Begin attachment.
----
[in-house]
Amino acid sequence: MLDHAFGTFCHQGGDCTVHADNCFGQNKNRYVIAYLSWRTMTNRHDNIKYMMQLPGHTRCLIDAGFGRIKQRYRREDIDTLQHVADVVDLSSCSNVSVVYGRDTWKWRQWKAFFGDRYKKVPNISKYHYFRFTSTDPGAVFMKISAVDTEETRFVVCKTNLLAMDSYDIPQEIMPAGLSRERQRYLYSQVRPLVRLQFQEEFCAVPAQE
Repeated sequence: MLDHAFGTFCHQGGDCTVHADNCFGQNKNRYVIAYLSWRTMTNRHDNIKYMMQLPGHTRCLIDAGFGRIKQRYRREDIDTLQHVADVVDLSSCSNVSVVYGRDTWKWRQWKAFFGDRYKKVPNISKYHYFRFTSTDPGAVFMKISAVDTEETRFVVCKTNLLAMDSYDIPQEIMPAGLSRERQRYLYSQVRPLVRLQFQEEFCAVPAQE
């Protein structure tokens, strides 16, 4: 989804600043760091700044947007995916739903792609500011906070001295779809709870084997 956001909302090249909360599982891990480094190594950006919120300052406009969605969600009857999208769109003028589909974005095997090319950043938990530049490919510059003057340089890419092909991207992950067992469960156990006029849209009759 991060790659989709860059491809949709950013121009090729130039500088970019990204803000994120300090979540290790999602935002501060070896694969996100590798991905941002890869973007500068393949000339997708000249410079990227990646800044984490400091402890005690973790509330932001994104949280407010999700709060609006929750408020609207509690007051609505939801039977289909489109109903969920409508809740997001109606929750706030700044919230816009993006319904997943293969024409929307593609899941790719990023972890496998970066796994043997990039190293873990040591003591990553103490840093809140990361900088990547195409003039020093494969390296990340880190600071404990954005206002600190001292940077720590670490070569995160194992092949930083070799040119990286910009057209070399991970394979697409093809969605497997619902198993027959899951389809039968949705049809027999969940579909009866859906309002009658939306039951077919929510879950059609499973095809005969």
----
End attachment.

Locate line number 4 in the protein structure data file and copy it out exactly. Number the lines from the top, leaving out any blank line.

């Protein structure tokens, strides 16, 4: 989804600043760091700044947007995916739903792609500011906070001295779809709870084997 956001909302090249909360599982891990480094190594950006919120300052406009969605969600009857999208769109003028589909974005095997090319950043938990530049490919510059003057340089890419092909991207992950067992469960156990006029849209009759 991060790659989709860059491809949709950013121009090729130039500088970019990204803000994120300090979540290790999602935002501060070896694969996100590798991905941002890869973007500068393949000339997708000249410079990227990646800044984490400091402890005690973790509330932001994104949280407010999700709060609006929750408020609207509690007051609505939801039977289909489109109903969920409508809740997001109606929750706030700044919230816009993006319904997943293969024409929307593609899941790719990023972890496998970066796994043997990039190293873990040591003591990553103490840093809140990361900088990547195409003039020093494969390296990340880190600071404990954005206002600190001292940077720590670490070569995160194992092949930083070799040119990286910009057209070399991970394979697409093809969605497997619902198993027959899951389809039968949705049809027999969940579909009866859906309002009658939306039951077919929510879950059609499973095809005969």